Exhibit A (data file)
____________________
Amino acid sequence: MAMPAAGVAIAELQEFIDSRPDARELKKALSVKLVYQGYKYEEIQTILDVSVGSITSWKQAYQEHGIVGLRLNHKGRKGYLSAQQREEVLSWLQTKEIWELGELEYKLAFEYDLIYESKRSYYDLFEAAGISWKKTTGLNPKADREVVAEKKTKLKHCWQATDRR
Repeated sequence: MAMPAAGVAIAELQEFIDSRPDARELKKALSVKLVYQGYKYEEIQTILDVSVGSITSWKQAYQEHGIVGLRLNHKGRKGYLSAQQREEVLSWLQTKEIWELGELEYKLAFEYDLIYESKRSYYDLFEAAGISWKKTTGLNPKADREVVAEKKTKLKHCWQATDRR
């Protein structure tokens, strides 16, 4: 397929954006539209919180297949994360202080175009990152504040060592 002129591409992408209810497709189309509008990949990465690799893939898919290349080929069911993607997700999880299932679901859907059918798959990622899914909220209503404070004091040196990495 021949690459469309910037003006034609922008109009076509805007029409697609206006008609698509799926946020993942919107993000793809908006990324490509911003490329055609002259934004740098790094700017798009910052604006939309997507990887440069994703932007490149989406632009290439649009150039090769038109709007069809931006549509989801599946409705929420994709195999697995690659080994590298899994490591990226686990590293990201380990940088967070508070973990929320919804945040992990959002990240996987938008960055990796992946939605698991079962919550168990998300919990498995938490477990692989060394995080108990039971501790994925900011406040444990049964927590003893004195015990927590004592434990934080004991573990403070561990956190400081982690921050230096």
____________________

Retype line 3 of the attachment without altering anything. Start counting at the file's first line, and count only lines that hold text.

């Protein structure tokens, strides 16, 4: 397929954006539209919180297949994360202080175009990152504040060592 002129591409992408209810497709189309509008990949990465690799893939898919290349080929069911993607997700999880299932679901859907059918798959990622899914909220209503404070004091040196990495 021949690459469309910037003006034609922008109009076509805007029409697609206006008609698509799926946020993942919107993000793809908006990324490509911003490329055609002259934004740098790094700017798009910052604006939309997507990887440069994703932007490149989406632009290439649009150039090769038109709007069809931006549509989801599946409705929420994709195999697995690659080994590298899994490591990226686990590293990201380990940088967070508070973990929320919804945040992990959002990240996987938008960055990796992946939605698991079962919550168990998300919990498995938490477990692989060394995080108990039971501790994925900011406040444990049964927590003893004195015990927590004592434990934080004991573990403070561990956190400081982690921050230096």